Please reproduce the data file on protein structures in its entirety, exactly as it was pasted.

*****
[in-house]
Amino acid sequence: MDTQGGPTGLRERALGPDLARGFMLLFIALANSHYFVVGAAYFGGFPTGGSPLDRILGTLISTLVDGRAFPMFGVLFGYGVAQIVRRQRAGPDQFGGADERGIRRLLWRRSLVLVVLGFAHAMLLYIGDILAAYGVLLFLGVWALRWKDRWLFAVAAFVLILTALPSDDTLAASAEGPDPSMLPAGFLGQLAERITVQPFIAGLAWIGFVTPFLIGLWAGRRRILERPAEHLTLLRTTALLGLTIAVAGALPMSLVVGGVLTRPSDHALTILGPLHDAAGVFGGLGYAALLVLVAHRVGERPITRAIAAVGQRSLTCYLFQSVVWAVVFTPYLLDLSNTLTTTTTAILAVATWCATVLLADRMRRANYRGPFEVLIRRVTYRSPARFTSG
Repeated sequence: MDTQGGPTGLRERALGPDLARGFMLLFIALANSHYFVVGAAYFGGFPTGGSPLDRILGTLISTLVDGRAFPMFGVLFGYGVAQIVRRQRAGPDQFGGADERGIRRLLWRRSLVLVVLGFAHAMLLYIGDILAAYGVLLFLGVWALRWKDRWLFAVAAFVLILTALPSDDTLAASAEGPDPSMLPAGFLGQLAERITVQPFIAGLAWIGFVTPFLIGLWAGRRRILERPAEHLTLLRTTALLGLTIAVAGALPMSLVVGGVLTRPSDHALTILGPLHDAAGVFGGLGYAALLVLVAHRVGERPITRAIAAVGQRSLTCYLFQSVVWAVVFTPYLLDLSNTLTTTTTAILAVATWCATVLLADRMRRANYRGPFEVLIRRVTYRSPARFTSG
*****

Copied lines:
[in-house]
Amino acid sequence: MDTQGGPTGLRERALGPDLARGFMLLFIALANSHYFVVGAAYFGGFPTGGSPLDRILGTLISTLVDGRAFPMFGVLFGYGVAQIVRRQRAGPDQFGGADERGIRRLLWRRSLVLVVLGFAHAMLLYIGDILAAYGVLLFLGVWALRWKDRWLFAVAAFVLILTALPSDDTLAASAEGPDPSMLPAGFLGQLAERITVQPFIAGLAWIGFVTPFLIGLWAGRRRILERPAEHLTLLRTTALLGLTIAVAGALPMSLVVGGVLTRPSDHALTILGPLHDAAGVFGGLGYAALLVLVAHRVGERPITRAIAAVGQRSLTCYLFQSVVWAVVFTPYLLDLSNTLTTTTTAILAVATWCATVLLADRMRRANYRGPFEVLIRRVTYRSPARFTSG
Repeated sequence: MDTQGGPTGLRERALGPDLARGFMLLFIALANSHYFVVGAAYFGGFPTGGSPLDRILGTLISTLVDGRAFPMFGVLFGYGVAQIVRRQRAGPDQFGGADERGIRRLLWRRSLVLVVLGFAHAMLLYIGDILAAYGVLLFLGVWALRWKDRWLFAVAAFVLILTALPSDDTLAASAEGPDPSMLPAGFLGQLAERITVQPFIAGLAWIGFVTPFLIGLWAGRRRILERPAEHLTLLRTTALLGLTIAVAGALPMSLVVGGVLTRPSDHALTILGPLHDAAGVFGGLGYAALLVLVAHRVGERPITRAIAAVGQRSLTCYLFQSVVWAVVFTPYLLDLSNTLTTTTTAILAVATWCATVLLADRMRRANYRGPFEVLIRRVTYRSPARFTSG